With my apologies to George Herbert, who no doubt did not pause in the midst of his pastoral rounds to shop:
Three-mile walk in the cemetery, first thing. Too humid for later in the day.
A noon visit to Famous Giant Hospital, where one of my parishoners has spent the last several days. A little bit of improvement and extended family here ~ positives for him and his parents.
Famous Giant Hospital has shops. I bought a dress for The Lovely Daughter. (Are you reading this? I hope you like it!)
Stopped at a friend's; she is doing the 60-mile three-day Komen Walk this fall, and her daughter is supporting her by walking one of the days with her and ~ today ~ with a cupcake sale. Excellent cupcakes.
Decided that I needed to inhale a little worship sustenance myself, so went to late afternoon mass at Jesuit Church. I have not been there in months, not since one of the priests used the Wedding at Cana narrative to preach about marriage-between-one-man-and-one-woman and then infuriated me further by telling a couple of stories that pushed all my parenting buttons inside-out. Today another priest, whose sermons I very much like, was celebrating the mass and the music was, as always, gorgeous. The soprano cantors at that church are incredible. Then Cana priest materialized to assist with communion, and scowled through the whole thing (at least as long as I stayed) as he dropped hosts in peoples' hands as if he were discarding them. The hosts, not the people, although it felt like the same thing. Kind of defeated the intent of the sermon about our calling to spread the love and peace of Jesus Christ.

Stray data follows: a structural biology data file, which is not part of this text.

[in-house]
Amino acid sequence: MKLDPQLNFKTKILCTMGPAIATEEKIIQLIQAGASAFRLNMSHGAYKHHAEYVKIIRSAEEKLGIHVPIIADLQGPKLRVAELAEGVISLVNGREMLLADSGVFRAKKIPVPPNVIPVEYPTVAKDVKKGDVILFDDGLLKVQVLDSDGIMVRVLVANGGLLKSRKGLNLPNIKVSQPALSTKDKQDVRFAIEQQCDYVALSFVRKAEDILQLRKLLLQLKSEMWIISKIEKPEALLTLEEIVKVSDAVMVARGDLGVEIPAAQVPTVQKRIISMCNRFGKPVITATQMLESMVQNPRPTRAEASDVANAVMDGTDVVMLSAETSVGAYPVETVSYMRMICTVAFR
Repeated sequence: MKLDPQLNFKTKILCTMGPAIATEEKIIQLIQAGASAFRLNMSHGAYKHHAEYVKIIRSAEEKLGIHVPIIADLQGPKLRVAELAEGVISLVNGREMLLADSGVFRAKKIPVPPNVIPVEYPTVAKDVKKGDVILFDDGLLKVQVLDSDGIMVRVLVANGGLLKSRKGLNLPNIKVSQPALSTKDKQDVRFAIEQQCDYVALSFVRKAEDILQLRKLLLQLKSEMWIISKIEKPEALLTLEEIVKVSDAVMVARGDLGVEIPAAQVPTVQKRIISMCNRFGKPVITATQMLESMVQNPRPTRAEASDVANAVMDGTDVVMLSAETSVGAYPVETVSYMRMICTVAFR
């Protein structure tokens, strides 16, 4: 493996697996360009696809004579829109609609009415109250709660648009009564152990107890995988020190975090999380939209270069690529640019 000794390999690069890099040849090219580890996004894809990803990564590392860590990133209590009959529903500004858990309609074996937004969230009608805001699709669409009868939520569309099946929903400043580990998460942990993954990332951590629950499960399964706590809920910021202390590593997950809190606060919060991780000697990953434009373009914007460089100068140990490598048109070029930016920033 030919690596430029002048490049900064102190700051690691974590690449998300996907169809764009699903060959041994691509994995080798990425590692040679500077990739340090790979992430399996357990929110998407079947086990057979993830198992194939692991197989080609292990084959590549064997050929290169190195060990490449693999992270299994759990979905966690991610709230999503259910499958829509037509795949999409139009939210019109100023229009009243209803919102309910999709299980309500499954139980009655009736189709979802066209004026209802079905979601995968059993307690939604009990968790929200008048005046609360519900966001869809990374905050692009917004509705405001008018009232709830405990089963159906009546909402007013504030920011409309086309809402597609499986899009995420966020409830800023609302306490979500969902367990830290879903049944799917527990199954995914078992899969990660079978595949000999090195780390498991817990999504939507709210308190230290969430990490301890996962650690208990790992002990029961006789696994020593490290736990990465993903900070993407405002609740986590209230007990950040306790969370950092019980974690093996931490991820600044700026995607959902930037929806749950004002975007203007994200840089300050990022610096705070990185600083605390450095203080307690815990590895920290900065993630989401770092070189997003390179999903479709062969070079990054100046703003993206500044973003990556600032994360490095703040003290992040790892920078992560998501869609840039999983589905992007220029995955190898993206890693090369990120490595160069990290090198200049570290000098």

Drove down to Small Church Town, stopping at one hospital (parishioner discharged earlier) and two rehab facilities. Discharged Parishioner laughing with sister and 90-year-old mother who had simply refused to leave the hospital last night. Extremely cool lady. Watched some Jeopardy with another man and his daughter, and took note of the much-improved appearance of yet another.
Before settling in for the night, stopped at house across the green, where a church neighbor is looking for help with the funeral of her brother, killed out of state last week. He may have been the victim of an accident or he may have been murdered, and it is likely that the case will remain unsolved. She has been tossed into a world populated by detectives, funeral home directors, and church people, none of whom she knows anything about, all as she grieves the loss of one of her very few living relatives. She is astonished and grateful for any help coming her way; it was heartbreaking to see her gratitude at having church funeral services explained to her. The local funeral home director has pushed for a graveside service, but I did everything I could to persuade her to think about coming to the church instead. We'll see what the brother's complicated extended family decides. This will be my second funeral in the last several weeks for someone I'd never heard of until after the death.
I am going to go to bed and read something challenging like People magazine.